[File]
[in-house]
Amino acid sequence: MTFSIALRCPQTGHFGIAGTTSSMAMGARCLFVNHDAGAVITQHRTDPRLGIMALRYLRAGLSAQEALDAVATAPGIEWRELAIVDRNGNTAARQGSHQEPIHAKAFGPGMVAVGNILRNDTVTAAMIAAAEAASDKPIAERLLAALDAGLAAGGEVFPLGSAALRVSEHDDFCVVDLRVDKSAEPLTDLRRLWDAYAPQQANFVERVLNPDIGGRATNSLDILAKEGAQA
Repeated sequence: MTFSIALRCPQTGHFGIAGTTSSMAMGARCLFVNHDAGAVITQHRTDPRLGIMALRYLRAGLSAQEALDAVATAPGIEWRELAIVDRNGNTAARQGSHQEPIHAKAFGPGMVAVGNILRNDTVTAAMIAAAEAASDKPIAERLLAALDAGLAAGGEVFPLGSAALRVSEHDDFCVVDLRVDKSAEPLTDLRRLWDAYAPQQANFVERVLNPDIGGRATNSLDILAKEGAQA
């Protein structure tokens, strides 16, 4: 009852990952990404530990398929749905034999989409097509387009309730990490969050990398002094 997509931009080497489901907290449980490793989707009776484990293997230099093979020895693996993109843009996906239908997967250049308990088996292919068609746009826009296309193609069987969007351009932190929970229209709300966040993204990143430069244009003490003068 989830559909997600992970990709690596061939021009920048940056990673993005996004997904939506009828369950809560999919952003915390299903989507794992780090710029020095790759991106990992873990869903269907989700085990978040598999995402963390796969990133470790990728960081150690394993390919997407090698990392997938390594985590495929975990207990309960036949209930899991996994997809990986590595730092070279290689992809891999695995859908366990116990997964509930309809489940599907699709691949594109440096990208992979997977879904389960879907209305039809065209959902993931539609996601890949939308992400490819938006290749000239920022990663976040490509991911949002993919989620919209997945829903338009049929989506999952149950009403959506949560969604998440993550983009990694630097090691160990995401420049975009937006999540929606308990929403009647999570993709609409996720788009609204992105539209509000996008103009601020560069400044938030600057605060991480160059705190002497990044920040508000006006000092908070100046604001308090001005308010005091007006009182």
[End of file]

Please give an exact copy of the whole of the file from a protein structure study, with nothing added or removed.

[in-house]
Amino acid sequence: MTFSIALRCPQTGHFGIAGTTSSMAMGARCLFVNHDAGAVITQHRTDPRLGIMALRYLRAGLSAQEALDAVATAPGIEWRELAIVDRNGNTAARQGSHQEPIHAKAFGPGMVAVGNILRNDTVTAAMIAAAEAASDKPIAERLLAALDAGLAAGGEVFPLGSAALRVSEHDDFCVVDLRVDKSAEPLTDLRRLWDAYAPQQANFVERVLNPDIGGRATNSLDILAKEGAQA
Repeated sequence: MTFSIALRCPQTGHFGIAGTTSSMAMGARCLFVNHDAGAVITQHRTDPRLGIMALRYLRAGLSAQEALDAVATAPGIEWRELAIVDRNGNTAARQGSHQEPIHAKAFGPGMVAVGNILRNDTVTAAMIAAAEAASDKPIAERLLAALDAGLAAGGEVFPLGSAALRVSEHDDFCVVDLRVDKSAEPLTDLRRLWDAYAPQQANFVERVLNPDIGGRATNSLDILAKEGAQA
């Protein structure tokens, strides 16, 4: 009852990952990404530990398929749905034999989409097509387009309730990490969050990398002094 997509931009080497489901907290449980490793989707009776484990293997230099093979020895693996993109843009996906239908997967250049308990088996292919068609746009826009296309193609069987969007351009932190929970229209709300966040993204990143430069244009003490003068 989830559909997600992970990709690596061939021009920048940056990673993005996004997904939506009828369950809560999919952003915390299903989507794992780090710029020095790759991106990992873990869903269907989700085990978040598999995402963390796969990133470790990728960081150690394993390919997407090698990392997938390594985590495929975990207990309960036949209930899991996994997809990986590595730092070279290689992809891999695995859908366990116990997964509930309809489940599907699709691949594109440096990208992979997977879904389960879907209305039809065209959902993931539609996601890949939308992400490819938006290749000239920022990663976040490509991911949002993919989620919209997945829903338009049929989506999952149950009403959506949560969604998440993550983009990694630097090691160990995401420049975009937006999540929606308990929403009647999570993709609409996720788009609204992105539209509000996008103009601020560069400044938030600057605060991480160059705190002497990044920040508000006006000092908070100046604001308090001005308010005091007006009182």